I read "Forbes FYI" magazine. I don't know why. Probably for the same reason that I look at the ads for fractional ownership of jet aircraft. Such shiny, glittering, pretty things! And so wonderfully, wonderfully expensive! But I don't live in Oregon. I didn't even pass through Oregon and buy a PowerBall lottery ticket. So no NetJet. No Bulgari jewelry. The Rolex Oyster encrusted with diamonds will just have to wait.
Then what is it that makes me tear the page out of the magazine and write "blog this" across the top in big block letters? The Sub-Zero PRO 48 refrigerator. Here's what Richard Nalley has to say:
This is "the refrigerator as heartthrob. With its two doors and four sliding drawers it combines the muscular, industrial effectiveness of restaurant cold storage with the asymmetrical, cabinet-of-curiosities appeal of an old apothecary cupboard. We're talking here about 800 pounds of sculptural reference in welded stainless steel."This, according to the good folks at Sub-Zero, is a paradigm shift. This icebox is for those "who aspire to a professional kitchen lifestyle." The Forbes FYI article wisely grasps the deep and fruity import of that statement, noting that it is "a flight of fancy that would strike people who actually work in professional kitchens as hilarious." Spot on. And let me quote further: "But the point here is the 'aspiring' part; it's all in the approach." It's like looking at NetJet ads. Aspire - aspire like a madman.
Now, for the personal aspect of the PRO 48. I like it. I'd say I love it but I don't. I love stainless steel in the kitchen and the glass door on the refrigerator side is weirdly great. But it is too angular and sharp for my taste. And, ay, here's the rub: $12,000. Six times the price of a very good commercial brand. This is just stupid money. And there are a lot of people with stupid money. My momma might have raised a fool but it wasn't me. So my interest in this beast becomes a kind of look under the hood of modern culture because this beast is an expression of 2000's America. So the personal aspect poofs into sudden vapor.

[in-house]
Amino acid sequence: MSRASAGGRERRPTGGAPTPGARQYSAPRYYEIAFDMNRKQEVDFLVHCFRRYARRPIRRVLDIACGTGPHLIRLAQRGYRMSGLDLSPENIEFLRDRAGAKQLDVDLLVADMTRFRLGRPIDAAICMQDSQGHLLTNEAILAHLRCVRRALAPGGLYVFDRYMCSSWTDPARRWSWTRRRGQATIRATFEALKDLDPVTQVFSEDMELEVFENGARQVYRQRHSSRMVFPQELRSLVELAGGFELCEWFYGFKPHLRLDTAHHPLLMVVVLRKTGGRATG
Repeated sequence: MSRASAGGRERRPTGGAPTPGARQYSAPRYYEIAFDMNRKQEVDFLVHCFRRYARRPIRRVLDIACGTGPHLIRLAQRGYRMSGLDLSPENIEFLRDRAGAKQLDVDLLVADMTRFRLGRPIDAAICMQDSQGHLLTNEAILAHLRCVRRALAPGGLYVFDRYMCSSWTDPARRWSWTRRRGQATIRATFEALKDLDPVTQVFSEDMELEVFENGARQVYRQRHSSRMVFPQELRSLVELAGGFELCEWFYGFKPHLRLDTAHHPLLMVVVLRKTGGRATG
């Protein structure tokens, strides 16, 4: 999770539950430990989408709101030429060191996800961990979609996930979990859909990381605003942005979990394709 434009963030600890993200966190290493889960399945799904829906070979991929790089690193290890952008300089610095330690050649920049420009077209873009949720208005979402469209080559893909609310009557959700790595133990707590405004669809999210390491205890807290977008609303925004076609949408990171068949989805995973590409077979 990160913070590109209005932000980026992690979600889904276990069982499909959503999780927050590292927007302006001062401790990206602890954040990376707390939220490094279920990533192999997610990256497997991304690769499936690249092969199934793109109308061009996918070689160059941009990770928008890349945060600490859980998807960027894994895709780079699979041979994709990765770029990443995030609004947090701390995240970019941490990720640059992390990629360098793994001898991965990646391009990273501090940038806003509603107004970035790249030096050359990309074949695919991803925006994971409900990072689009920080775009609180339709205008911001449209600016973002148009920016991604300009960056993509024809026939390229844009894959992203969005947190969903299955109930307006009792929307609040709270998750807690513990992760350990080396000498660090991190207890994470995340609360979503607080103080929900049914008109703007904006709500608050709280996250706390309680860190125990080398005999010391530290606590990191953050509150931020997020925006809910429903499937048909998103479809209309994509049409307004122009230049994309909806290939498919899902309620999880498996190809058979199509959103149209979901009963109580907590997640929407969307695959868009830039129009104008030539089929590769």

As the article begins: "There are refrigerators now with TVs in the door, refrigerators that look like Victorian farmhouse appliances and refrigerators so shy about being refrigerators at all that they melt into your cabinetry." Of course no kitchen needs to have a TV in the fridge and retro styling and 'dissolving' appliances are all well and good. It's part of the rich pageantry of life and I celebrate the opportunities of modern Americans to live precisely the way they want. Be it retro, be it multimedia food storage or be it a kitchen that seems to have no food storage at all.
But I question a $12K fridge (I'm still tempted to call it an "icebox" as a poke in the eye to the good folks at Sub-Zero) which is faux-industrial. It is not just style; it is foolish pretense. "HelLO! I'm Wolfgang Puuh-uuck!" But you're not. You never will be. Your aspiration to gourmetdom will not be aided by a $12,000 food cooler. It is there not to help you with food but to appear industrial. This is kitchen butch for the dilettante. $12,000 proabaly could buy you a real, albeit small, professional refrigerator. But this is, let us recall, "aspiration." I like aspiration. I admire aspiration but this is not really about aspiration. It is about posing.
And that's just kind of sad.